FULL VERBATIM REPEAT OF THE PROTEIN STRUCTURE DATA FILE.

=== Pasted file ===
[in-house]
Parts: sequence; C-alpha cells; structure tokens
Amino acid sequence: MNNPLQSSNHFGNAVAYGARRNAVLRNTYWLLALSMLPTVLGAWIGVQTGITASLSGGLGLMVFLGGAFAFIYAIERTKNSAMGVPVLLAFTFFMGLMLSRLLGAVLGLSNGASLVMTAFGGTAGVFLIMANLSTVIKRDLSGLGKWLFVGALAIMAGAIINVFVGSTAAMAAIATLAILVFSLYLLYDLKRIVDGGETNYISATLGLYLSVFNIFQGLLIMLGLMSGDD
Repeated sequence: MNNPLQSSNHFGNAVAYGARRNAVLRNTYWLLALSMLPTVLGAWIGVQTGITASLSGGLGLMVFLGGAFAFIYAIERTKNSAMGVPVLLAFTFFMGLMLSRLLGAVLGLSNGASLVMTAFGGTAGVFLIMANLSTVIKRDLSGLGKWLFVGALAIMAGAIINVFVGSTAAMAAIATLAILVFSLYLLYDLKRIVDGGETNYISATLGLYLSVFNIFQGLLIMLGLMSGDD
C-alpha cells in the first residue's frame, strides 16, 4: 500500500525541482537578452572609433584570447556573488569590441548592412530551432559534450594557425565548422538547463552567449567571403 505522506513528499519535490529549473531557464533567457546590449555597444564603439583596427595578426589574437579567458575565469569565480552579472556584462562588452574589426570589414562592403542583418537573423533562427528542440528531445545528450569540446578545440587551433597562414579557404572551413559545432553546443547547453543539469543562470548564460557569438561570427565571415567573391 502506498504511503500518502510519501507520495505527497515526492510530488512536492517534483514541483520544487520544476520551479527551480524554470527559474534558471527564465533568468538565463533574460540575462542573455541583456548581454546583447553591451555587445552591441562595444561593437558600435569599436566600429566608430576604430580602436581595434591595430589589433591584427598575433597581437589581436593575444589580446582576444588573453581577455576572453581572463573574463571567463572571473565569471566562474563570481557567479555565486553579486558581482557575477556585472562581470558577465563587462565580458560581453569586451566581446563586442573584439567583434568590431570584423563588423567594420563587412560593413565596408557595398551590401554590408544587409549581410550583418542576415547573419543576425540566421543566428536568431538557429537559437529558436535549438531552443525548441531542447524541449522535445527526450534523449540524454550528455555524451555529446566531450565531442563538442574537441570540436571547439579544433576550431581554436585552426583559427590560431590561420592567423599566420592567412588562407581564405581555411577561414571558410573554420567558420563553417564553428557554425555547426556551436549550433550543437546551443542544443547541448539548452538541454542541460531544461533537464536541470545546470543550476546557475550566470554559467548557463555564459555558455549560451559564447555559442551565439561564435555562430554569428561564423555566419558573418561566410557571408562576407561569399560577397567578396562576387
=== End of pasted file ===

[in-house]
Parts: sequence; C-alpha cells; structure tokens
Amino acid sequence: MNNPLQSSNHFGNAVAYGARRNAVLRNTYWLLALSMLPTVLGAWIGVQTGITASLSGGLGLMVFLGGAFAFIYAIERTKNSAMGVPVLLAFTFFMGLMLSRLLGAVLGLSNGASLVMTAFGGTAGVFLIMANLSTVIKRDLSGLGKWLFVGALAIMAGAIINVFVGSTAAMAAIATLAILVFSLYLLYDLKRIVDGGETNYISATLGLYLSVFNIFQGLLIMLGLMSGDD
Repeated sequence: MNNPLQSSNHFGNAVAYGARRNAVLRNTYWLLALSMLPTVLGAWIGVQTGITASLSGGLGLMVFLGGAFAFIYAIERTKNSAMGVPVLLAFTFFMGLMLSRLLGAVLGLSNGASLVMTAFGGTAGVFLIMANLSTVIKRDLSGLGKWLFVGALAIMAGAIINVFVGSTAAMAAIATLAILVFSLYLLYDLKRIVDGGETNYISATLGLYLSVFNIFQGLLIMLGLMSGDD
C-alpha cells in the first residue's frame, strides 16, 4: 500500500525541482537578452572609433584570447556573488569590441548592412530551432559534450594557425565548422538547463552567449567571403 505522506513528499519535490529549473531557464533567457546590449555597444564603439583596427595578426589574437579567458575565469569565480552579472556584462562588452574589426570589414562592403542583418537573423533562427528542440528531445545528450569540446578545440587551433597562414579557404572551413559545432553546443547547453543539469543562470548564460557569438561570427565571415567573391 502506498504511503500518502510519501507520495505527497515526492510530488512536492517534483514541483520544487520544476520551479527551480524554470527559474534558471527564465533568468538565463533574460540575462542573455541583456548581454546583447553591451555587445552591441562595444561593437558600435569599436566600429566608430576604430580602436581595434591595430589589433591584427598575433597581437589581436593575444589580446582576444588573453581577455576572453581572463573574463571567463572571473565569471566562474563570481557567479555565486553579486558581482557575477556585472562581470558577465563587462565580458560581453569586451566581446563586442573584439567583434568590431570584423563588423567594420563587412560593413565596408557595398551590401554590408544587409549581410550583418542576415547573419543576425540566421543566428536568431538557429537559437529558436535549438531552443525548441531542447524541449522535445527526450534523449540524454550528455555524451555529446566531450565531442563538442574537441570540436571547439579544433576550431581554436585552426583559427590560431590561420592567423599566420592567412588562407581564405581555411577561414571558410573554420567558420563553417564553428557554425555547426556551436549550433550543437546551443542544443547541448539548452538541454542541460531544461533537464536541470545546470543550476546557475550566470554559467548557463555564459555558455549560451559564447555559442551565439561564435555562430554569428561564423555566419558573418561566410557571408562576407561569399560577397567578396562576387